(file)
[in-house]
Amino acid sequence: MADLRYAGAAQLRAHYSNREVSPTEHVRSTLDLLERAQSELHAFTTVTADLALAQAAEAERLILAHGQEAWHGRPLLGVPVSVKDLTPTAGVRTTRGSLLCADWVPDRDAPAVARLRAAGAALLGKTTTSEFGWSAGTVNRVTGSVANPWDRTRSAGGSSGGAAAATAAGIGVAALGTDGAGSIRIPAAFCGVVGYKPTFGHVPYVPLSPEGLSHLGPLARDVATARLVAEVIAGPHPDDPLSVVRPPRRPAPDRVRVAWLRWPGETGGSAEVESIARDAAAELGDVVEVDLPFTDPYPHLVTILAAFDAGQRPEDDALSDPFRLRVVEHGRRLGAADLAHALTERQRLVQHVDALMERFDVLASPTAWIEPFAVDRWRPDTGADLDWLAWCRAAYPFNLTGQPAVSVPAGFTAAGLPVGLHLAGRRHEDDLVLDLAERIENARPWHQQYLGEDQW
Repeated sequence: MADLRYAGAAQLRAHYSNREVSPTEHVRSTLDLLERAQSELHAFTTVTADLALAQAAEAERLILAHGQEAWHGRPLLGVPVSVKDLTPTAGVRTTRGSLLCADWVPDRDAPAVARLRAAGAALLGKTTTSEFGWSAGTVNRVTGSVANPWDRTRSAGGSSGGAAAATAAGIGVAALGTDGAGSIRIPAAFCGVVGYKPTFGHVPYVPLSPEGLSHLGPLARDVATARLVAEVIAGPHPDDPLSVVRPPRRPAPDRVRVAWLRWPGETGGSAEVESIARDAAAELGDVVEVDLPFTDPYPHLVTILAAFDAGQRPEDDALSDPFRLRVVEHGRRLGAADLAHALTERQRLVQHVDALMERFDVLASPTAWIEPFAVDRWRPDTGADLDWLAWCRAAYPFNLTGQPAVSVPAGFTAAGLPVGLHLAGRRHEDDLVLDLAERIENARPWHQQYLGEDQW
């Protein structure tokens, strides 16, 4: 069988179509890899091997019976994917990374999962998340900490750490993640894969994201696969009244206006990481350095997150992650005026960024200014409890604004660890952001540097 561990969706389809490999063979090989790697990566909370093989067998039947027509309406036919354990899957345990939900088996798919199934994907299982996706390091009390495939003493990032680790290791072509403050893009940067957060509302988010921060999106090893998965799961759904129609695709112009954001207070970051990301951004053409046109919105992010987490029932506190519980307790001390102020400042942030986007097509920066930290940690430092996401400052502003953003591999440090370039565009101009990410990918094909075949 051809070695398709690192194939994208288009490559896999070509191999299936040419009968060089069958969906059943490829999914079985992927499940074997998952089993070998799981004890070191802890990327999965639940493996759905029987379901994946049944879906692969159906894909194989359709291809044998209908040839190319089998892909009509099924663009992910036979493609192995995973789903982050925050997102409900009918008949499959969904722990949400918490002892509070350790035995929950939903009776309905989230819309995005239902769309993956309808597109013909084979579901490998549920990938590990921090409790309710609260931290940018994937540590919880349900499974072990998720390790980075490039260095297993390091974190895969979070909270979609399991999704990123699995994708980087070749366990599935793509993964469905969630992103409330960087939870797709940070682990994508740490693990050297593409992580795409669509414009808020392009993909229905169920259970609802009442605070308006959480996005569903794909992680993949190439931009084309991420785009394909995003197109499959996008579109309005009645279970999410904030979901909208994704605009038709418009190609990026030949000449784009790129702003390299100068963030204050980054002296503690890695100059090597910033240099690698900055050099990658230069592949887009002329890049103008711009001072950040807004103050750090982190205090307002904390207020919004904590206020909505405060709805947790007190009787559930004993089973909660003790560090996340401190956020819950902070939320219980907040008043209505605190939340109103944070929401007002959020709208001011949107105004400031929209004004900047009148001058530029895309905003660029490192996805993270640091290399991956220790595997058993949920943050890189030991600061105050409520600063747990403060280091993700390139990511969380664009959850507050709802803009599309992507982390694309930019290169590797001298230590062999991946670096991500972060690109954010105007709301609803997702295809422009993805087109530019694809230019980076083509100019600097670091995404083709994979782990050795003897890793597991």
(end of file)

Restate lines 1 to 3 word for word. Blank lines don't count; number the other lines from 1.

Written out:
[in-house]
Amino acid sequence: MADLRYAGAAQLRAHYSNREVSPTEHVRSTLDLLERAQSELHAFTTVTADLALAQAAEAERLILAHGQEAWHGRPLLGVPVSVKDLTPTAGVRTTRGSLLCADWVPDRDAPAVARLRAAGAALLGKTTTSEFGWSAGTVNRVTGSVANPWDRTRSAGGSSGGAAAATAAGIGVAALGTDGAGSIRIPAAFCGVVGYKPTFGHVPYVPLSPEGLSHLGPLARDVATARLVAEVIAGPHPDDPLSVVRPPRRPAPDRVRVAWLRWPGETGGSAEVESIARDAAAELGDVVEVDLPFTDPYPHLVTILAAFDAGQRPEDDALSDPFRLRVVEHGRRLGAADLAHALTERQRLVQHVDALMERFDVLASPTAWIEPFAVDRWRPDTGADLDWLAWCRAAYPFNLTGQPAVSVPAGFTAAGLPVGLHLAGRRHEDDLVLDLAERIENARPWHQQYLGEDQW
Repeated sequence: MADLRYAGAAQLRAHYSNREVSPTEHVRSTLDLLERAQSELHAFTTVTADLALAQAAEAERLILAHGQEAWHGRPLLGVPVSVKDLTPTAGVRTTRGSLLCADWVPDRDAPAVARLRAAGAALLGKTTTSEFGWSAGTVNRVTGSVANPWDRTRSAGGSSGGAAAATAAGIGVAALGTDGAGSIRIPAAFCGVVGYKPTFGHVPYVPLSPEGLSHLGPLARDVATARLVAEVIAGPHPDDPLSVVRPPRRPAPDRVRVAWLRWPGETGGSAEVESIARDAAAELGDVVEVDLPFTDPYPHLVTILAAFDAGQRPEDDALSDPFRLRVVEHGRRLGAADLAHALTERQRLVQHVDALMERFDVLASPTAWIEPFAVDRWRPDTGADLDWLAWCRAAYPFNLTGQPAVSVPAGFTAAGLPVGLHLAGRRHEDDLVLDLAERIENARPWHQQYLGEDQW